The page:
The iPhone XS which was released last year, and the X, Apple's 2017 flagship, both launched at the same price: £999. After six months on the market, the X had a trade-in price of £610 - a 39 percent deprecation rate - while the XS had a trade-in value of £404 - a 60 percent drop. The iPhone XR, which was released in October 2018 for £749, is currently worth £421, dropping by 44 percent in the first year, the report said.
Samsung saw seen the prices of their Galaxy handsets increase, with the last three launches of the ‘Plus’ range being priced at £799 (S8+), £869 (S9+) and £999 (S10+). However, like the more expensive iPhones, these flagship Samsung handsets have not held on to their value very well. After six months on sale, the S8+ had lost 47 percemt of its value, while the S9+ and S10+ had lost 50 percent and 58 percent respectively.
Jon Miller, MD of Electronics at musicMagpie, said: “In the past, we’ve seen that devices with higher specs typically tend to hold their values well, however, in the recent set of releases, this hasn’t been the case. The reason for this is mainly a lack of innovation and consumers can’t distinguish between the upgraded features which leads to them choosing an older generation of the phone when thinking of ‘upgrading’ – because necessarily, they can purchase an older version of the phone and it does the same thing, but for a lot cheaper.”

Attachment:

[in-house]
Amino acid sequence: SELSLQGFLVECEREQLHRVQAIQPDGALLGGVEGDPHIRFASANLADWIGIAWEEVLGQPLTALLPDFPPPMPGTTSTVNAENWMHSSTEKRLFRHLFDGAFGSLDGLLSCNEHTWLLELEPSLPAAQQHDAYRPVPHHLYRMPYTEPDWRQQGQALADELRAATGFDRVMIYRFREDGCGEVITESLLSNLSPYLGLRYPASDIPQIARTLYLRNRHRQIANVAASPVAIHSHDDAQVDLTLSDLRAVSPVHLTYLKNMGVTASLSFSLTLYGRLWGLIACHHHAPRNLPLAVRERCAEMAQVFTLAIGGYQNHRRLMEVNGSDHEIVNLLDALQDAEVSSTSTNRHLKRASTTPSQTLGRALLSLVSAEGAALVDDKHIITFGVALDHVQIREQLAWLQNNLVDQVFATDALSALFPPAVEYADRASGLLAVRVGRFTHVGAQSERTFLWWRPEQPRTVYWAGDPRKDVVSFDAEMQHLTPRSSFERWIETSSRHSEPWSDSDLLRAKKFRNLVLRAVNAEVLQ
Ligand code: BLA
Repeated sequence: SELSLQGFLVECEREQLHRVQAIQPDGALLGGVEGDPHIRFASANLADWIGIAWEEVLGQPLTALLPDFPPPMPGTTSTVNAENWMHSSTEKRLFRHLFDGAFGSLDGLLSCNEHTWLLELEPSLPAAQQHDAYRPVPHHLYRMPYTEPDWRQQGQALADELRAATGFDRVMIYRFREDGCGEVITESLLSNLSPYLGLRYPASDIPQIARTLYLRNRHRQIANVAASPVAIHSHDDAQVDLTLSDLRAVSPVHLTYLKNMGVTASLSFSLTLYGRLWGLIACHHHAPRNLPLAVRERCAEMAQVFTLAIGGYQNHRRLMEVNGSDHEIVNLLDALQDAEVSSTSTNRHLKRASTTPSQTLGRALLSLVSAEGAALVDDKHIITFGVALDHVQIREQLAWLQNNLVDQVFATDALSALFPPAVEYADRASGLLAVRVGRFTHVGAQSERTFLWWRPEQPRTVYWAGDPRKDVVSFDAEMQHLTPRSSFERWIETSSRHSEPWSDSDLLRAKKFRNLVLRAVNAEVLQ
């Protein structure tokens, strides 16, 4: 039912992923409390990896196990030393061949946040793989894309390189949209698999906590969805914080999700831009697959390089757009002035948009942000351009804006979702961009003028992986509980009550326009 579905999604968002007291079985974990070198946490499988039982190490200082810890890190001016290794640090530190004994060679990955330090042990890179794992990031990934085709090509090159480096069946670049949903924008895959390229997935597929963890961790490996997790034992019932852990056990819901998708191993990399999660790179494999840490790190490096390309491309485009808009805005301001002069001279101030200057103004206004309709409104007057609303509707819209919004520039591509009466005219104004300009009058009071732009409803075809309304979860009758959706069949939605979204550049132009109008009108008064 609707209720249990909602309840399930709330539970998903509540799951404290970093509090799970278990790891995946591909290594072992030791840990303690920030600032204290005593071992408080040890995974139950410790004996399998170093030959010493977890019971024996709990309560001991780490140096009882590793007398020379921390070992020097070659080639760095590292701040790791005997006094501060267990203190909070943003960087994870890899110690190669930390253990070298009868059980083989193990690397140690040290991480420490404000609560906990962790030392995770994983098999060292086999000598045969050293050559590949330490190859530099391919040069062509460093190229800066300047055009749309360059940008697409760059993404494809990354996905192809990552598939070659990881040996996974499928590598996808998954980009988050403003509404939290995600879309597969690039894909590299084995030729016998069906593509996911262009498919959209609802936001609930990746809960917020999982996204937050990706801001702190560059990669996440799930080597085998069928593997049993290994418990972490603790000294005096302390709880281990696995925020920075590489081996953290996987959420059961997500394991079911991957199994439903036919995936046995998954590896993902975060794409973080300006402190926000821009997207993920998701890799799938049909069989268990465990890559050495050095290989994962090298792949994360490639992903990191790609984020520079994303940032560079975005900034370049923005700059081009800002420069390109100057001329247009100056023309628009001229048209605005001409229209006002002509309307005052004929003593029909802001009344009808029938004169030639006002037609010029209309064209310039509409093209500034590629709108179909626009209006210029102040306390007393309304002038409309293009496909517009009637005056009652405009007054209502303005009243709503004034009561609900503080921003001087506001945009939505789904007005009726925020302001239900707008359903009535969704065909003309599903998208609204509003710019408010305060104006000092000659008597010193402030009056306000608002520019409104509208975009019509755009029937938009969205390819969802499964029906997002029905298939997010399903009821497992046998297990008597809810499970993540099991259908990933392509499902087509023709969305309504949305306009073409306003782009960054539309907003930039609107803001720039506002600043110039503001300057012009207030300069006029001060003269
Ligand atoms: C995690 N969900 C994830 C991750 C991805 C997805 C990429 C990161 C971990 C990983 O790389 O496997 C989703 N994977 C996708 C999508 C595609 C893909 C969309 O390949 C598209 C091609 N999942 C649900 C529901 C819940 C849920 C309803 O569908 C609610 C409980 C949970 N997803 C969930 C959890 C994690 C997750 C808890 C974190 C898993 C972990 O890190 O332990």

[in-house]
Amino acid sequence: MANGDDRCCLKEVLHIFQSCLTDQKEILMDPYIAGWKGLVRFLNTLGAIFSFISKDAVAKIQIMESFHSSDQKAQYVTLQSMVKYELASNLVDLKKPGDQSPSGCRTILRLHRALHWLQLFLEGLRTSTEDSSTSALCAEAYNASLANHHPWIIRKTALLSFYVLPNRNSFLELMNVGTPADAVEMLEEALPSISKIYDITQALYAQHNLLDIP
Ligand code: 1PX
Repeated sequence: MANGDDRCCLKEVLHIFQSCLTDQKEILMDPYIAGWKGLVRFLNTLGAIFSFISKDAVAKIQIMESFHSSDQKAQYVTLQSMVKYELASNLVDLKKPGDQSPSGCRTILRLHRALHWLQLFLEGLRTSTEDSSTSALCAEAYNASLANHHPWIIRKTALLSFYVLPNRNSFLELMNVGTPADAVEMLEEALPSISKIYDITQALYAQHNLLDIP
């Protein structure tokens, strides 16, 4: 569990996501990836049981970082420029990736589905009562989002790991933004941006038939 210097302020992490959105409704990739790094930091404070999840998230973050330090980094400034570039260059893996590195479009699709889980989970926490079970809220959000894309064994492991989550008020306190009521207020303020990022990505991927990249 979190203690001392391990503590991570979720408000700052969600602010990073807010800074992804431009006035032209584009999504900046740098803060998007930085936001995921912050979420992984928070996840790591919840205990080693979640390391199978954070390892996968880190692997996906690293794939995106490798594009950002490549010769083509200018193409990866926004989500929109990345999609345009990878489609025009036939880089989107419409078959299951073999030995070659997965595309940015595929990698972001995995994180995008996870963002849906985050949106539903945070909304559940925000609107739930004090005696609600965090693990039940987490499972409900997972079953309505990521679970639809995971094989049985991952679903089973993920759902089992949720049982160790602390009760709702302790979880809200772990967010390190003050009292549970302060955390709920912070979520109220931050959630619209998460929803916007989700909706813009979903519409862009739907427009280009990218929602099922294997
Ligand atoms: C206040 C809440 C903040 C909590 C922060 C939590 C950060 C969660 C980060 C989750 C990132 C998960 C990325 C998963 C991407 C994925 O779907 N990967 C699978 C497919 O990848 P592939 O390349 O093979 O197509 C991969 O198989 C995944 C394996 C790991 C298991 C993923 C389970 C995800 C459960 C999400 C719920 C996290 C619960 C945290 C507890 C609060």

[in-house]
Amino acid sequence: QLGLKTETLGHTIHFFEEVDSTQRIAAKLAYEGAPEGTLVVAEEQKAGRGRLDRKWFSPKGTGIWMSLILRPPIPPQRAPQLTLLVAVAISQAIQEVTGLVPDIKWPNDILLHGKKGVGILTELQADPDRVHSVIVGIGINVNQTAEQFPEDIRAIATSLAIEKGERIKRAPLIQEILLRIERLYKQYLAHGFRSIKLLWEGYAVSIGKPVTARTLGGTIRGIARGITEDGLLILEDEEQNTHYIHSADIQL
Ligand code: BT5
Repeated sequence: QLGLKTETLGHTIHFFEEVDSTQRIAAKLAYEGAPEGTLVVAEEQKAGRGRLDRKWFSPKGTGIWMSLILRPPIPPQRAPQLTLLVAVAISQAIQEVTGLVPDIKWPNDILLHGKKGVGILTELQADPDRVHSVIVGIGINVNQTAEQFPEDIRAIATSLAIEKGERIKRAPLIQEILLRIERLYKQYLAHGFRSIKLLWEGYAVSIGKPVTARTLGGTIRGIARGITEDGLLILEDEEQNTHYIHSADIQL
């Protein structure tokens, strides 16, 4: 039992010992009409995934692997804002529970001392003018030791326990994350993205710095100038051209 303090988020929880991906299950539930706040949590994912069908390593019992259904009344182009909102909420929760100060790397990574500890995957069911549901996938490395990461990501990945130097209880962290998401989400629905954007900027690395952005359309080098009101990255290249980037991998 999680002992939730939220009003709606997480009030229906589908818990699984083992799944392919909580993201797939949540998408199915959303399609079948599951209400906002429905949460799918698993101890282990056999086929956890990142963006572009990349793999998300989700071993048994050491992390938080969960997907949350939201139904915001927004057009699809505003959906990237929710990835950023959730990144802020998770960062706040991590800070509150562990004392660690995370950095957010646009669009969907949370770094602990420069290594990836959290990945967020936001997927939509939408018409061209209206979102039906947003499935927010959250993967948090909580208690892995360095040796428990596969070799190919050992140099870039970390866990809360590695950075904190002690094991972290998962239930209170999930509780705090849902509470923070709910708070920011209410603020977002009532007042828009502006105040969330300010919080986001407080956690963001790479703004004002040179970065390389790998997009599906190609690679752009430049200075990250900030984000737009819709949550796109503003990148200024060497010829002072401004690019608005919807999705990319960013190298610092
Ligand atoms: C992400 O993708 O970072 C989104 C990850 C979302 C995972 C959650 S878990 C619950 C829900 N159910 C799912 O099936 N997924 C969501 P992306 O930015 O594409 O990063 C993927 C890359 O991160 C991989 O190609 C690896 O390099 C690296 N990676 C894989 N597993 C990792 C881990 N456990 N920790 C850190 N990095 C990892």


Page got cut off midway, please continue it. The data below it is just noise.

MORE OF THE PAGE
To be fair, Apple holds the top spot as the brand which retains the most value. On average, iPhones will lose 44 percent of their value in the first year, and 62 percent by the end of a standard 24-month contract period.
Samsung shares the number two spot with Google in this year’s report, with Galaxy and Pixel handsets losing an average of 62 percent of their value after being on sale for 12 months. After the second year, Google Pixels will have lost 75 percent of their value on average, while Samsung Galaxys (surely, Galaxies, Ed.) will have depreciated by 78 percent.
While Huawei and OnePlus are still performing more poorly than Apple, Google, and Samsung, it’s not all bad news. Both brands have seen their results improve considerably from last year. In our 2018 release, Huawei handsets were reported as losing 84 percent of their value in the first 12 months, while this year the figure is just 74 percent after 12 months, not hitting 84 percent until 24 months.
Meanwhile, OnePlus handsets were losing an average of 97 percent of their value in the first 12 months, while now their 12 months depreciation figure is just 77 percent, reaching 89 percent by month 24.